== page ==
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Pakistan bowler Amir retires from Test cricket

Amir is still committed to playing limited-overs cricket for his country.

Mohammad Amir has announced his retirement from Test cricket (Niall Carson/PA)
Mohammad Amir has announced his retirement from Test cricket (Niall Carson/PA)

Pakistan paceman Mohammad Amir has announced his retirement from Test cricket aged just 27.

The left-armer returned to Pakistan’s Test side in 2015 having been handed a five-year ban for his involvement in the spot-fixing scandal in the series against England in 2010.

Amir also served half of a six-month prison sentence for the offence which involved bowling deliberate no balls.

He was Pakistan’s leading wicket-taker at the recent World Cup and is still committed to playing white-ball cricket for his country.

“It has been an honour to represent Pakistan in the pinnacle and traditional format of the game. I, however, have decided to move away from the longer version so I can concentrate on white ball cricket,” Amir said in a statement.

Amir was one of the brightest prospects in the game when his ban came in 2010 and he ends his career with just 36 Tests to his name.

In that time he took 119 wickets, including 24 in his last six Tests.

“It has not been an easy decision to make and I have been thinking about this for some time. But with the ICC World Test Championship commencing shortly, and Pakistan boasting some very exciting young fast bowlers, it is appropriate that I call on my time in Test cricket so that the selectors can plan accordingly,” Amir added.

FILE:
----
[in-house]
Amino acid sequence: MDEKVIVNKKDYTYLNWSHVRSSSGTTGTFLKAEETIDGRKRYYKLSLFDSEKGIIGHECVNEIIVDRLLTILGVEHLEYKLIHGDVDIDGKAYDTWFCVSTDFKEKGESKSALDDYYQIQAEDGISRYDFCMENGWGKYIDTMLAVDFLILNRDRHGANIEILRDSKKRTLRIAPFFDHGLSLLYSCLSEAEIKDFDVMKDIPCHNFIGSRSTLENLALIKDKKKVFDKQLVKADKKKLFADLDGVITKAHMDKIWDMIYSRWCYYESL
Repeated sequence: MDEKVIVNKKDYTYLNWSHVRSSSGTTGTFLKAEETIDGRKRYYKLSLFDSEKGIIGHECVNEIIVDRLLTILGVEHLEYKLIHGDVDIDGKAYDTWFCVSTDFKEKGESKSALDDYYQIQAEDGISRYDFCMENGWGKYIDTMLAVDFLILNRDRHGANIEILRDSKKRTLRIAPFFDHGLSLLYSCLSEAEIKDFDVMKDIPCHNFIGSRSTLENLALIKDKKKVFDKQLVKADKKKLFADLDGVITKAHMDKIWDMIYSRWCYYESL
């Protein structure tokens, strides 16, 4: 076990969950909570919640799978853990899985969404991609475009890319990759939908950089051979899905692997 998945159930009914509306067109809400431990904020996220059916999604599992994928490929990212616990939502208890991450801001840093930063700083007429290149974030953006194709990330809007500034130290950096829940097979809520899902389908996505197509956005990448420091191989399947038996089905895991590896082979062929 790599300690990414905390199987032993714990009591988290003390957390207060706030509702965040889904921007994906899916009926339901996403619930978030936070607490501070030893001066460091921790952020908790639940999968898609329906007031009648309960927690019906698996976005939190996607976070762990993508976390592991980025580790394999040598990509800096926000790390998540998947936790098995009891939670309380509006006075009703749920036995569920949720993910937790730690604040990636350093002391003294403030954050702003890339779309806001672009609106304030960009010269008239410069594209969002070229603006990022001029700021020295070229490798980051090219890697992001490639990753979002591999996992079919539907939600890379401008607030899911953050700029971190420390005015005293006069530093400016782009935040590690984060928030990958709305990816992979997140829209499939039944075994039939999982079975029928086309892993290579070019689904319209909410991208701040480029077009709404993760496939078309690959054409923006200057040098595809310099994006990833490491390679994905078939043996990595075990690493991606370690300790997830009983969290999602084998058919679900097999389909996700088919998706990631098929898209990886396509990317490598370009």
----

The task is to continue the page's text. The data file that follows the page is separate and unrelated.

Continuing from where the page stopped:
Amir was Pakistan’s leading wicket-taker at the World Cup (Nigel French/PA)

“I want to thank all my team-mates as well as the opponents in red ball cricket. It has been a privilege to play with and against them. I am sure our paths will continue to cross in limited-overs cricket as all of us play and compete with the same vigour and determination.”

Pakistan Cricket Board managing director Wasim Khan said: “Amir has been one of the most exciting and talented left-arm fast bowlers in Test cricket in recent times.

“He overcame adversity as a young cricketer and came back stronger not only as a cricketer but also as a better human being. His skill, on the field, and his personality will be missed in the dressing room in the longer format.

“However, we respect his decision and look forward to him continuing to play an integral role in white ball cricket for Pakistan.”



From Belfast Telegraph